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Cleaning Filthy Apartments in China is a Rite of Passage

TAIZHOU, China- There is a scrumptious layer of gray muck spread liberally over the once white (I’m guessing) tiled floor, there is the salty mucus of instant raman noodle flavoring petrified in mid drip down the kitchen cabinet doors, there is an entourage of biodegrading vegetables and in the refrigerator, and hundreds of sucked on and spit out peanut shells and [...]

TAIZHOU, China- There is a scrumptious layer of gray muck spread liberally over the once white (I’m guessing) tiled floor, there is the salty mucus of instant raman noodle flavoring petrified in mid drip down the kitchen cabinet doors, there is an entourage of biodegrading vegetables and in the refrigerator, and hundreds of sucked on and spit out peanut shells and cigarette butts are in a large bowel on the floor of a bedroom. My family and I are moving into an apartment in China, and the previous occupants left it totally disgusting to the complete disregard of the landlady. Cleaning it will be our job alone.

This is a custom of China: apartments are apparently cleaned by the tenants moving in, not the ones moving out. Do not be scared off by an apartment in this country just because it is filthy. Try to look past the dirt, gunk, grime, and muck and see the place in it’s virgin state — then move in and clean, clean, clean.

Apartments in China

My family and I were shown three or four different apartments around Taizhou that we had the choice of staying in. My wife’s employer, around five of her co-workers, and the landlords accompanied us on this voyage. All the people that were with us were crisp, clean, and bonafide members of China’s middle and upper class, but there was not a single reaction or peep out of anyone about the varying lack of cleanliness of any apartment we inspected. They simply stepped over the junk as though it did not exist, showed us refrigerators full of rotten food as though it was part of the display, and touched even the dirtiest of objects as though it was how they came at the store.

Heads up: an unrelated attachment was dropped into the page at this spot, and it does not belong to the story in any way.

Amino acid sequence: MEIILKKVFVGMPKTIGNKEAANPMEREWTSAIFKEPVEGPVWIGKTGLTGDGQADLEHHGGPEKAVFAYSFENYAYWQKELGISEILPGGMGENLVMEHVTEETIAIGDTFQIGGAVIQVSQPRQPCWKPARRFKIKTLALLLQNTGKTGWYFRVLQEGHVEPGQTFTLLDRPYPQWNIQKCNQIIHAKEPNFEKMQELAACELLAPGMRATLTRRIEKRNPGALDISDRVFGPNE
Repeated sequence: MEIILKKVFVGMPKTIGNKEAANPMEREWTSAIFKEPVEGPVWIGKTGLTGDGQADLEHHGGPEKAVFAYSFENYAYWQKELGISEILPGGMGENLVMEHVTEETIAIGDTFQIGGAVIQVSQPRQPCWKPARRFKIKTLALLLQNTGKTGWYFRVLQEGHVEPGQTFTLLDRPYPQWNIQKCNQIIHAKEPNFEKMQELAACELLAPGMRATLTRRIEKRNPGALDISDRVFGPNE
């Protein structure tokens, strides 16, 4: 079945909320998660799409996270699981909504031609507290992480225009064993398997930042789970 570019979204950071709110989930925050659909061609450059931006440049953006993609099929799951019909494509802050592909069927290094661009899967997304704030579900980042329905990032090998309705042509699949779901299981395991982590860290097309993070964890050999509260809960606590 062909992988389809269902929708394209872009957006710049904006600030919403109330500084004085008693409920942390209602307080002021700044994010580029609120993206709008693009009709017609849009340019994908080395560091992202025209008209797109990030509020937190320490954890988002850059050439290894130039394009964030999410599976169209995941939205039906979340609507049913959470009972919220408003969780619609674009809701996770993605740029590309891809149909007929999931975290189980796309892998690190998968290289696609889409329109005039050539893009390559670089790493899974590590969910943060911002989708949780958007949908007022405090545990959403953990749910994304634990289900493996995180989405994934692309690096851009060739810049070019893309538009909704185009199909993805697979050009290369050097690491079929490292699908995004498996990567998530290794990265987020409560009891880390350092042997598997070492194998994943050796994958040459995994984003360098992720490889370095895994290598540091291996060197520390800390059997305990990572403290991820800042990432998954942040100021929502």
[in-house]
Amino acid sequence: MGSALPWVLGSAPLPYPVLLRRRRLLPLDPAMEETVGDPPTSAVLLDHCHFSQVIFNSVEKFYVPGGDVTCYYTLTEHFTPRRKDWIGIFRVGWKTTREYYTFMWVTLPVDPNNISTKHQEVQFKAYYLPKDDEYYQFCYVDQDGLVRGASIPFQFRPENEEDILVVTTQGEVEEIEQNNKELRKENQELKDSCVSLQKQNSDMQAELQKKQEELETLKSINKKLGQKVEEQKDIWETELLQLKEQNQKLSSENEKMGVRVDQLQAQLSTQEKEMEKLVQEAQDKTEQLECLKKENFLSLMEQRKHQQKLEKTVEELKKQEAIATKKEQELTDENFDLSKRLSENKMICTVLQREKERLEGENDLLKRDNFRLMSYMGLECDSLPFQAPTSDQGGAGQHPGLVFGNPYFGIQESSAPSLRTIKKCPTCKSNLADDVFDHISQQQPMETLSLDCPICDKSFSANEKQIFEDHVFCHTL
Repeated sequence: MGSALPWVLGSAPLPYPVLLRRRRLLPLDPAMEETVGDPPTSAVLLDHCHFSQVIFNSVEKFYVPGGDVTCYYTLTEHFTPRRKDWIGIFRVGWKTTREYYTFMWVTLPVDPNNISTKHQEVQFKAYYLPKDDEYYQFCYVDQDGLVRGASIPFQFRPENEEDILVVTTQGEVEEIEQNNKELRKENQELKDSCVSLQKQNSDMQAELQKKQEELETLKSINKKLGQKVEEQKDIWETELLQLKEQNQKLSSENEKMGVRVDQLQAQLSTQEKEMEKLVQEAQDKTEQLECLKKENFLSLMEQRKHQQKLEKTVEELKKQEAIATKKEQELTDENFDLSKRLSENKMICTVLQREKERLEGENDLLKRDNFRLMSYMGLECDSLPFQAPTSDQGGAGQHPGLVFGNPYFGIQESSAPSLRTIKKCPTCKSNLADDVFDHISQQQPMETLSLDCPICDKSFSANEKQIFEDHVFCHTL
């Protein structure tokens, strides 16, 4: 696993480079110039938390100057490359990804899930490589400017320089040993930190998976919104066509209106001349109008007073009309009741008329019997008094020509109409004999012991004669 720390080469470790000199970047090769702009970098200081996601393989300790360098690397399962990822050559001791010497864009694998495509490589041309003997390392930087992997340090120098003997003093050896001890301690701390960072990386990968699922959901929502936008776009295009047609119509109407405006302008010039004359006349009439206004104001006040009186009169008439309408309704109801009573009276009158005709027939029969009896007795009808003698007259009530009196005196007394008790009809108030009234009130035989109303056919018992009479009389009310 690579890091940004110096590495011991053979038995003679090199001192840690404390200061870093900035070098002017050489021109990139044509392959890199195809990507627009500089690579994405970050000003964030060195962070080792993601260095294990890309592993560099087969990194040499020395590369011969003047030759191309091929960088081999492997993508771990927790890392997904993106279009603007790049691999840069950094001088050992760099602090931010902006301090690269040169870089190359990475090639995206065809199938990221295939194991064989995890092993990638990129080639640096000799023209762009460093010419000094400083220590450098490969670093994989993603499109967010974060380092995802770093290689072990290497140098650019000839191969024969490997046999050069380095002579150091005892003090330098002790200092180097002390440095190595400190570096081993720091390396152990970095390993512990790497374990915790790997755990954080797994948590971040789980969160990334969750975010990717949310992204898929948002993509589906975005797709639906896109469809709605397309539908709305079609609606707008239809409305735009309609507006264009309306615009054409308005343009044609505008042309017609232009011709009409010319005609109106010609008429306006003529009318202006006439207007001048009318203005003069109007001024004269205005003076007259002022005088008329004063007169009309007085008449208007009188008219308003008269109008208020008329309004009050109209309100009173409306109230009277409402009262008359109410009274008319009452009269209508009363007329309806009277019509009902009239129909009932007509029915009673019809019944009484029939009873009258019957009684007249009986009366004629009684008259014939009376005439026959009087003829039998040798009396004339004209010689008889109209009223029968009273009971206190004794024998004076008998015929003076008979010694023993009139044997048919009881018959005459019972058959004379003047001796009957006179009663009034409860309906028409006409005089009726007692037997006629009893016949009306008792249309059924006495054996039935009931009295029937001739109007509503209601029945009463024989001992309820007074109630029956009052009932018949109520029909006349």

Was this a matter of face? Or were grubby apartments a way of course here — so normal that nobody even noticed it? It was probably a little of both, but, to be sure, each time I’ve moved into an apartment in China in the past it has been an experience in Tyvek suit cleaning.

This is the third apartment that I’ve rented in China — so I knew what to expect when coming to Taizhou. All of the apartments that we were shown were far cleaner than any of my previous two in Hangzhou. In fact, I breathed a sigh of relief with each apartment we were offered.

My first Chinese apartment was unfortunately carpeted. After years upon years of not being vacuumed or cleaned there was a mat  human head and body hair that nearly completely covered it. You could tell where the previous residents spent the most of their time by the thickness of the hair mat in various parts of the apartment. To accompany this, two large splotches of the previous occupant’s dried puke were splattered over the carpet and walls of two different rooms. While my second apartment in China was covered with black soot on all surfaces that were not regularly touched. The apartment that we chose in Taizhou was not nearly so bad.

“Yes, dear, it’s disgusting,” I tried to console my wife, “but it’s only normal disgusting, not really disgusting.”